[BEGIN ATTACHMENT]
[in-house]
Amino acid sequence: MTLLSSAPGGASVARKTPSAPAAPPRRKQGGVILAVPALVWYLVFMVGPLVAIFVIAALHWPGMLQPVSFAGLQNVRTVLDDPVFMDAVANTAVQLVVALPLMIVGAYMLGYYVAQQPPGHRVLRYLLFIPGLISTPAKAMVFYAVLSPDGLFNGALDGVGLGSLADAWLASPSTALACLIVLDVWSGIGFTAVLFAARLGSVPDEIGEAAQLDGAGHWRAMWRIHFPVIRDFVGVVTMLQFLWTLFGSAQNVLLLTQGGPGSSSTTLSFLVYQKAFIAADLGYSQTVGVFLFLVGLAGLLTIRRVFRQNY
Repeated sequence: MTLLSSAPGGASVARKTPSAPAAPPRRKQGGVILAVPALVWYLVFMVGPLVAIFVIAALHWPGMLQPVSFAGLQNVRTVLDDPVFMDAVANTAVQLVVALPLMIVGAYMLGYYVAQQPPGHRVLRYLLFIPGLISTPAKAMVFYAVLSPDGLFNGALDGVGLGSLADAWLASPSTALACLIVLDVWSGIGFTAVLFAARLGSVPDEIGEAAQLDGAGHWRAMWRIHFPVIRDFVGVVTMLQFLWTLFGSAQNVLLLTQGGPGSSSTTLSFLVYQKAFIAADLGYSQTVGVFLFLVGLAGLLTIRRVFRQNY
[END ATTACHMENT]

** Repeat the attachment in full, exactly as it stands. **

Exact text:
[in-house]
Amino acid sequence: MTLLSSAPGGASVARKTPSAPAAPPRRKQGGVILAVPALVWYLVFMVGPLVAIFVIAALHWPGMLQPVSFAGLQNVRTVLDDPVFMDAVANTAVQLVVALPLMIVGAYMLGYYVAQQPPGHRVLRYLLFIPGLISTPAKAMVFYAVLSPDGLFNGALDGVGLGSLADAWLASPSTALACLIVLDVWSGIGFTAVLFAARLGSVPDEIGEAAQLDGAGHWRAMWRIHFPVIRDFVGVVTMLQFLWTLFGSAQNVLLLTQGGPGSSSTTLSFLVYQKAFIAADLGYSQTVGVFLFLVGLAGLLTIRRVFRQNY
Repeated sequence: MTLLSSAPGGASVARKTPSAPAAPPRRKQGGVILAVPALVWYLVFMVGPLVAIFVIAALHWPGMLQPVSFAGLQNVRTVLDDPVFMDAVANTAVQLVVALPLMIVGAYMLGYYVAQQPPGHRVLRYLLFIPGLISTPAKAMVFYAVLSPDGLFNGALDGVGLGSLADAWLASPSTALACLIVLDVWSGIGFTAVLFAARLGSVPDEIGEAAQLDGAGHWRAMWRIHFPVIRDFVGVVTMLQFLWTLFGSAQNVLLLTQGGPGSSSTTLSFLVYQKAFIAADLGYSQTVGVFLFLVGLAGLLTIRRVFRQNY